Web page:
Weed barriers come in a wide variety of shapes, sizes and materials and work in several different ways.
The first question is whether you’re trying to prevent weeds from moving upwards in your garden plantings or invading from the sides (as in grass into flower beds)
Lateral Movement of Weeds
If you want to stop weeds from moving sideways into your garden beds, there are two basic options you can use. The first (and most common) is a a barrier that goes down into the ground at least six-inches as a way to stop weeds. These are referred to as edging materials
The second is less well known but is a weed mat or material (I’m currently using old shingles) that goes from the retaining wall or garden edge outwards onto the lawn for a few inches and is often covered with a mulch (if it’s ugly or left bare if it’s brick or expensive) 🙂 The majority of weeds are stopped before they get to the garden bed.
Invasion of weeds from below or air
There are two basic weed barrier methods used in this case. The first is a weed mat or fabric made of a porous plastic material to allow water to move downwards but prevent weeds and roots from moving up into the garden area to throw leaves.
The second is a heavy layer of mulch. This does an admirable job of preventing air-born seeds from becoming established but doesn’t work on invading roots.
Landscaping edging materials come in all manner of shapes, sizes and materials. The most commonly seen are the black plastic edging hose-shaped top style. The trench is dug, the edging material inserted and spiked into place and only the hose-shaped round top is left above ground. This is a good style for quick and easy installation but do understand that even though this material is UV-treated, it will break down in sunlight. The heavier grades will last for a significant number of years but the lighter (cheaper) grades will deteriorate much faster.
Note the cheaper grades of plastic weed barriers will crimp or twist on installation and it’s a really good idea to lay them out in the hot sun for a few hours to soften them up before you try to bury them. Also use a lot of stakes with them to hold them in place – picking up some extra is a cheap investment compared to having to redo the job when frost heaves them out of the ground.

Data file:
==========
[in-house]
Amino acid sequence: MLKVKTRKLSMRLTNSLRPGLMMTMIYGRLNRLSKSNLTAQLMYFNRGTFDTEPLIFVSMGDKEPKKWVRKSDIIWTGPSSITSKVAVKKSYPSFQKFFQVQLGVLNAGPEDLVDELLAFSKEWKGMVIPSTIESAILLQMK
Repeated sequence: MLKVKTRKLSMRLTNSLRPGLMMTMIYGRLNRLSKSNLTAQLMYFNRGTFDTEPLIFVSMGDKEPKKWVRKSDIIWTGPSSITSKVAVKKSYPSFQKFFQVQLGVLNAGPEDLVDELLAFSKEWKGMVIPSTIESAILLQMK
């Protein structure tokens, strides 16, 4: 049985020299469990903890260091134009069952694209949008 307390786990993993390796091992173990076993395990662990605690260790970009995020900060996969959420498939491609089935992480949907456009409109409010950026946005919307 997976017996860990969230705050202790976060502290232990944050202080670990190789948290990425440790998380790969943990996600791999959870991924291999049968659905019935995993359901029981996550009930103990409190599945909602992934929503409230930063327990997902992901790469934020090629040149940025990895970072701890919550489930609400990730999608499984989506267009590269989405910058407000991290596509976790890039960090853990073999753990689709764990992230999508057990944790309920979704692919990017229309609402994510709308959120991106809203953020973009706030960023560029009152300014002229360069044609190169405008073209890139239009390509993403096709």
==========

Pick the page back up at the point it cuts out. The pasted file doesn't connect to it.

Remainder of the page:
The only problem with the plastic edging is that it is easily damaged by power equipment. If you drop a mower wheel into a hole and the blades and edging have a contest to see who’s tougher – the mower will win every time.
Edging also comes in aluminum as well as brick and stone. The more permanent a system you install, the more expensive it becomes but … it’s permanent.
Weed Mats or Landscape Fabric
This comes in different “weights” with the very heavy-duty used by landscape nurseries for weed prevention. This heavy-duty material is strong enough for foot and machinery traffic and will last for years even if left uncovered.
Note: All landscape fabrics will deteriorate in the sunlight if left uncovered. This is why they are always mulched in the home garden.
Professional grade landscape fabric will prevent most roots and grasses from penetrating. It is indeed a weed block.
Lighter grade home fabrics sold in many box stores (even that labelled “professional” grade) is far lighter but less expensive. It will not stop tree roots but it will prevent most grasses from penetrating. Aggressive grasses (bamboo) will indeed send roots and shoots through the lighter grades of landscape weed barrier.
Caution: Do not use weed mats or landscape fabric in perennial or annual flower beds where you want to dig and move plants around. It just doesn’t work from a practical point of view. Use weed barriers of this kind in permanent shrub beds or under walkways to stop invading weeds.
I do not recommend weed fabrics
You can see why in the video below
No edging is going to stop weed seeds from flying in or being dropped by birds so it will not eliminate all weeds. Good weed barriers do however stop invading grasses from moving laterally into the garden.